There is a flicker of moral panic in the air when it comes to the debate on whether or not to reverse the move which two years ago downgraded the criminal status of cannabis. That change was a sensible one. It reflected both a shifting a social consensus and the balance of medical opinion as to the harmfulness of the drug.
Suddenly it's all change. The populist press is in full cry, quoting the warning by the Royal College of Psychiatrists that a "wealth of research evidence" exists linking cannabis with long-term mental disorders and violence. So there is. But the pertinent question is: what has changed?
What has changed is the politics. The Government's critics in the press sense a new subject on which to attack this beleaguered administration. New Labour strategists are increasingly cagey about the possibility that they may be about to be wrong-footed by the Conservative Party which seems, under David Cameron, to be adopting a more mature line on cannabis. The Government fears being caught between the devil and deep blue press on this one.
They should hold their nerve. For the evidence is with their initial instinct. All drugs have side-effects and it is true that schizophrenia is between two and four times more common among dope-smokers than in the rest of the population.
But set that in context. It still means that at least 96 per cent of users will be perfectly safe. Compare that with alcohol, or with tobacco which harms everyone who uses it.
The Home Secretary this week conceded that we still don't know a lot about the relationship between cannabis and mental health. The association between the drug and psychosis may not be causal; it may simply be, for example, that people who are in the early stages of mental illness are more likely to turn to drugs.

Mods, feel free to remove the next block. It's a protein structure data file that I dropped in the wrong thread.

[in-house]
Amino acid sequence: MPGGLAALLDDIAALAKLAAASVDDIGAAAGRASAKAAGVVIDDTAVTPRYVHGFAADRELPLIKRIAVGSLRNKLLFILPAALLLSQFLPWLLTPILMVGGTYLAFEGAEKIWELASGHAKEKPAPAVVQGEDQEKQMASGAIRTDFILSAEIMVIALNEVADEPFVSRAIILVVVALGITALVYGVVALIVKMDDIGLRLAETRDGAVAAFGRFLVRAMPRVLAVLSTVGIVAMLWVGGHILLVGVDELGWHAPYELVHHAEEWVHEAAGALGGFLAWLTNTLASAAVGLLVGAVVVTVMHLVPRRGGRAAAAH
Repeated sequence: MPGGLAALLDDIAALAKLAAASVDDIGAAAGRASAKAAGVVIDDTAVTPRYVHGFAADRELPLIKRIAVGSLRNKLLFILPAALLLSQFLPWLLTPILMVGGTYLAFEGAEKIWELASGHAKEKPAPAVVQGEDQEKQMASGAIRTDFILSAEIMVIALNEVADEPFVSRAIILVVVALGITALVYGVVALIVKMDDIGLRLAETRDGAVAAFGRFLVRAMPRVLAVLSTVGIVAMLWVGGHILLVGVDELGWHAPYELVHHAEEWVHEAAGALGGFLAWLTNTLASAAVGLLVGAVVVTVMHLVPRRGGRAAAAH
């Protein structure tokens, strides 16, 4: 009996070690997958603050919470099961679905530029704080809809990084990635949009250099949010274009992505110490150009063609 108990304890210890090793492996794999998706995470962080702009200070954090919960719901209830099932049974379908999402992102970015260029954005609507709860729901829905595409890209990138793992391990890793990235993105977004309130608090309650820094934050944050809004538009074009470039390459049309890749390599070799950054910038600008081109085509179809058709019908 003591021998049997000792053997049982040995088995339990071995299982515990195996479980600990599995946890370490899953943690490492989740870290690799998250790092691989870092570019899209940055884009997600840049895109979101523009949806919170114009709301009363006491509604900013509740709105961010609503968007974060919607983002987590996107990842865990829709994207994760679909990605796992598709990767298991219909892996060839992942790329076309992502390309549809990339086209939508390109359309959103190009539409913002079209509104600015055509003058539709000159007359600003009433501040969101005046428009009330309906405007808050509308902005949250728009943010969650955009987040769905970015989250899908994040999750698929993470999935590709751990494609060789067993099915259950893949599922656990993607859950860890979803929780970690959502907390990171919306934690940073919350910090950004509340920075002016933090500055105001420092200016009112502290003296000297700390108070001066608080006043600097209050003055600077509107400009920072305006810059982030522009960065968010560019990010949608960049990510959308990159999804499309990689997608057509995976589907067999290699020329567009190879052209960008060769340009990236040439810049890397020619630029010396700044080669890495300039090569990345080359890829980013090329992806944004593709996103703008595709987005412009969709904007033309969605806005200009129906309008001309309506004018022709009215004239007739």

There are grounds for further research. But there are not, at present, grounds for a further reclassification.
The arguments which were persuasive when cannabis was downgraded two years ago still apply. The police need to focus on tackling harder drugs such as heroin and crack. They need to be freed up to fight serious crime.
We must not be complacent about the dangers. The cannabis on the streets is stronger today than it was before, and it is being used by younger people, who are more susceptible to its ill effects.
However, the evidence is that cannabis consumption has declined over the last two years. What that suggests is that we need yet more education to alert more people to the problems. But we do not need to fiddle with the law.Reuse content